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% xtpl(1) templating utitiliy % Felix Leipold % May 2012


xtpl is a templating mechnism in the spirit of unix. It was developed to help with document preparation, but could also be used in other circumstances, where text needs to be enriched with output from other utilities.

xtpl takes a template text and substitutes special expressions with the output from external tools. It also allows to filter parts of the document through an external filter.

Including output from a utility

The most basic usecase for xtpl is to simply include the output from a utility into the document. Consider the following example document (readme.txt.xtpl):

The basic structure of the project looks like this:

tree -d --charset=ASCII

When invoked like this:

xtpl < readme.txt.xtpl

we will get the following output:

The basic structure of the project looks like this:

|-- classes
|   |-- lang4j
|   `-- templates
|-- dist
|-- gen-src
|   |-- lang4j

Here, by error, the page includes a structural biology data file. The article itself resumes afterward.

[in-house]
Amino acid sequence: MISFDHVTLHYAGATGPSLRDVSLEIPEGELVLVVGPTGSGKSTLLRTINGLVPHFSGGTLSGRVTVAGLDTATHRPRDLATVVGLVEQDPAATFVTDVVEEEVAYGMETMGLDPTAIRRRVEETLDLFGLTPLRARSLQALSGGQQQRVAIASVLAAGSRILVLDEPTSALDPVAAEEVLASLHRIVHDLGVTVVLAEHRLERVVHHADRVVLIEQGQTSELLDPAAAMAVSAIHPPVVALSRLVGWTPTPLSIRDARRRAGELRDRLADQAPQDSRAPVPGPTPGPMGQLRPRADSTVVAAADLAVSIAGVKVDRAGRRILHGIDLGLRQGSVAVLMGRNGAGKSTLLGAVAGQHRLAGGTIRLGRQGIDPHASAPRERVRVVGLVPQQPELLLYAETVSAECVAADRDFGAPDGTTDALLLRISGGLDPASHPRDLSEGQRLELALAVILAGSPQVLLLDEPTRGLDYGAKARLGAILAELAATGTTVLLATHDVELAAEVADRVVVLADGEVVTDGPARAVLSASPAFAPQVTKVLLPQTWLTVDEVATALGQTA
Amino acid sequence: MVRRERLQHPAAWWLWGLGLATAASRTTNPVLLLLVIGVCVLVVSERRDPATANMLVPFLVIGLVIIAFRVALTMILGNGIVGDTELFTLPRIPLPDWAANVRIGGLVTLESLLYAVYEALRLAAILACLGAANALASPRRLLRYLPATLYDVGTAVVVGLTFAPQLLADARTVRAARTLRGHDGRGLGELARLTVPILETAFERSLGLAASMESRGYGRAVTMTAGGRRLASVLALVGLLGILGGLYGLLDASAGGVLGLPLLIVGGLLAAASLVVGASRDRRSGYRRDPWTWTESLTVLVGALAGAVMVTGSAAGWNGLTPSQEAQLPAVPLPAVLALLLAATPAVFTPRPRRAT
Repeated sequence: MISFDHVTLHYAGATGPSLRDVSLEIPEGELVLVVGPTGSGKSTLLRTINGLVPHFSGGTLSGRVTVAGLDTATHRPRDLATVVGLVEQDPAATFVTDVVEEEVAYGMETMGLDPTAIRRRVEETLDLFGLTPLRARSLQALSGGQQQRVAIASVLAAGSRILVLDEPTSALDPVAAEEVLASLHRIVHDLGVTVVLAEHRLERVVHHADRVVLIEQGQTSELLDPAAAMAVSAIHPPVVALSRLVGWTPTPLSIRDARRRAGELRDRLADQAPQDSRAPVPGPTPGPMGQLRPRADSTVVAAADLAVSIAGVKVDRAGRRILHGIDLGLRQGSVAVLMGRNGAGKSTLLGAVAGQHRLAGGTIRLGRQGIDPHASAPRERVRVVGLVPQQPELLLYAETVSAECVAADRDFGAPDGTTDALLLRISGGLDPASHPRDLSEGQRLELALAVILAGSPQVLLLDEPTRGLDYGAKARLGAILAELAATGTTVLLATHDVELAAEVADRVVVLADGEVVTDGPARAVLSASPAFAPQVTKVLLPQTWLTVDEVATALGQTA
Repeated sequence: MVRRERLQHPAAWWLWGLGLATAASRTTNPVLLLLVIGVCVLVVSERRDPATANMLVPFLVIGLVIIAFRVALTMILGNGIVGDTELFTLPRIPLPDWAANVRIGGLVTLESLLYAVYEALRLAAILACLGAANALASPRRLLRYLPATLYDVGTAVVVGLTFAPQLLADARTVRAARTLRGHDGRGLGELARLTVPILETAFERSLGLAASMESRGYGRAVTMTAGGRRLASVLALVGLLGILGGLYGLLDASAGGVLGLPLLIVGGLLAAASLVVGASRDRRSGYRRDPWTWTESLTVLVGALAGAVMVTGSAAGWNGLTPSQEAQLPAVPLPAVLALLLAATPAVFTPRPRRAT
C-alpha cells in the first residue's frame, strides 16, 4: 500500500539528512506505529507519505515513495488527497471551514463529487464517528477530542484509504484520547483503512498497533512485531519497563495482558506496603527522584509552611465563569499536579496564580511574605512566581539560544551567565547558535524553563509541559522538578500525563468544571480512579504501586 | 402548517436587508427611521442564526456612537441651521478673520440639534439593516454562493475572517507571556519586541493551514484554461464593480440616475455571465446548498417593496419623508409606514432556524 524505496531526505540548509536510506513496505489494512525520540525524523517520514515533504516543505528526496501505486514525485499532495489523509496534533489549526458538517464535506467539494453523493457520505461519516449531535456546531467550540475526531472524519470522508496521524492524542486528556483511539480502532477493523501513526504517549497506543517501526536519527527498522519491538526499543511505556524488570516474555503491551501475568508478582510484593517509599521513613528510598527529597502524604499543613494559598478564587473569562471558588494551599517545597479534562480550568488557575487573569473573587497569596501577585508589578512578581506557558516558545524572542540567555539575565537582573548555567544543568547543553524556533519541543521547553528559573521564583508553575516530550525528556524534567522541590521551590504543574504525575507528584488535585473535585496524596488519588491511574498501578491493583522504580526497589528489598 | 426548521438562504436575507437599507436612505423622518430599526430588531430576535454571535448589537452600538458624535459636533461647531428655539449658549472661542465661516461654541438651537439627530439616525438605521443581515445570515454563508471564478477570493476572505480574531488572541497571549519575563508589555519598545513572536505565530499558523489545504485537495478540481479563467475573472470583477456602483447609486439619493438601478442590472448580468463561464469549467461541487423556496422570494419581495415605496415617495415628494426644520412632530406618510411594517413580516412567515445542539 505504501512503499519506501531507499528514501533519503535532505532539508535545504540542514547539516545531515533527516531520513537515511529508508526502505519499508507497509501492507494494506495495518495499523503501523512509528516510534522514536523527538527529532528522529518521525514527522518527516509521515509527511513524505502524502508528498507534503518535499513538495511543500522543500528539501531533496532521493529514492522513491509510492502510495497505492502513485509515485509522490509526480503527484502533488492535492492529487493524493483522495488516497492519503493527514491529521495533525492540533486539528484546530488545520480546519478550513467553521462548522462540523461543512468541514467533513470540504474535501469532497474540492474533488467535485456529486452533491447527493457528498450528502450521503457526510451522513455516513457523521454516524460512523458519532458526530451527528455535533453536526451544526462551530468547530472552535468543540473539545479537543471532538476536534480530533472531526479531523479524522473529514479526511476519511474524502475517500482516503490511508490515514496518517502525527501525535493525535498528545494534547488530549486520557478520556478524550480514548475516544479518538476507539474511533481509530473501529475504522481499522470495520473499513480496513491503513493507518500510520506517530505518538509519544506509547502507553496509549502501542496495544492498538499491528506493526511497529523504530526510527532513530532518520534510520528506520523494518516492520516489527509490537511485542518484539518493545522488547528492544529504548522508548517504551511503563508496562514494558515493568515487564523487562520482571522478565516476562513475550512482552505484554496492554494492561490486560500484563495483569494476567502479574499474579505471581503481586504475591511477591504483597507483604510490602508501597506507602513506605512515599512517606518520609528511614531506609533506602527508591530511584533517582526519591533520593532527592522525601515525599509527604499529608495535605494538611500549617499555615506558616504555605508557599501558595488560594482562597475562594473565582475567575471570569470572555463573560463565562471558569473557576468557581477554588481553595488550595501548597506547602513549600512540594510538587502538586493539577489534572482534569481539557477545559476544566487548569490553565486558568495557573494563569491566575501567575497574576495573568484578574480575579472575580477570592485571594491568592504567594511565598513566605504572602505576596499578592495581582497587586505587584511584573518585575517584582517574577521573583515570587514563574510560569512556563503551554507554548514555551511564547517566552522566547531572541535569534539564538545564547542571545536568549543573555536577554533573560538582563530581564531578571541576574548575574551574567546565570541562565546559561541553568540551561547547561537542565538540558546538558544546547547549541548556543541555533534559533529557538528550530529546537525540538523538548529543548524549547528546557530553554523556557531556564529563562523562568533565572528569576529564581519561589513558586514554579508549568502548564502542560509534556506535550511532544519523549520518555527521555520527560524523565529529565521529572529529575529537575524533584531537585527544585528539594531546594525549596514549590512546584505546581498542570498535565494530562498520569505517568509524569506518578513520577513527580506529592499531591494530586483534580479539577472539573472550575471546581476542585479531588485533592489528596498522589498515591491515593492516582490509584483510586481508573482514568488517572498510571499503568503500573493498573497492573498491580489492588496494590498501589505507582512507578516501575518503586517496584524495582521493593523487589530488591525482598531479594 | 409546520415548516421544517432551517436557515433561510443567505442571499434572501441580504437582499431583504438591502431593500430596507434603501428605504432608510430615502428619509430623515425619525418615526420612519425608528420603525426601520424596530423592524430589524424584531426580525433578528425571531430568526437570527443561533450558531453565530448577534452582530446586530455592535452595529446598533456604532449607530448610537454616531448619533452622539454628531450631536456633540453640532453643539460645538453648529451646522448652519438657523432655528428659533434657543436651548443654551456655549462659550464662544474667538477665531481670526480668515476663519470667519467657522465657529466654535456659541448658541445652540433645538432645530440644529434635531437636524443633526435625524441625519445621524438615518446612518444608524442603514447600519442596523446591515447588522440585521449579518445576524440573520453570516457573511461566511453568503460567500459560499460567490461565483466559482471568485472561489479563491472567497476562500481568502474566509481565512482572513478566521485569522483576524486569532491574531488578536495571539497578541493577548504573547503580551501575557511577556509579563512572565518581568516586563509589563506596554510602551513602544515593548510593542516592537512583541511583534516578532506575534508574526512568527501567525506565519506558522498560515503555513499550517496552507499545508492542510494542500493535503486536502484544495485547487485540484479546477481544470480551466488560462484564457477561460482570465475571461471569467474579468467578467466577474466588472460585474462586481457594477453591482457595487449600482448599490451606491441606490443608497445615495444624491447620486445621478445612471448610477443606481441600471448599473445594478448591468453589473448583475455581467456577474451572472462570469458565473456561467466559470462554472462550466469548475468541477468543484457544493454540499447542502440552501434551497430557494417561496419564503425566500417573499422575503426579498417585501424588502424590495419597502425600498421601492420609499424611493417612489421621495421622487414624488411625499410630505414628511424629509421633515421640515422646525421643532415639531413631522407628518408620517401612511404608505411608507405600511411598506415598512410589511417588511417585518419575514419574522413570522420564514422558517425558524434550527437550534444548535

|   `-- ws
|-- lib
|-- src
|   |-- doc
|   |-- generated
|   |-- java
|   |-- templates
|   `-- test
|-- test-results
|-- testclasses
|   `-- lang4j
`-- testout
    `-- lang4j

Filtering parts of the document

Now we do not only want to get the output from an external utility, we also want to pipe input into that process. Like the following example:

A sorted list of names:


Piping this through xtpl will yield:

A sorted list of names:


Redirecting the output of a utility into a separate file - e.g. Images

Sometimes we also might want to include only a link to a resource into our text. A classical example would be a graph generated by dot:

An example graph rendered using dot:

<img href="<<<<
dot -Tpng >>> graph.png
digraph g{
    a -> b
    c -> b

Now this yields the following output:

An example graph rendered using dot:

<img href="graph.png">

Also there is now a file called graph.png, so that when we look at the file with the browser we will see the graph.

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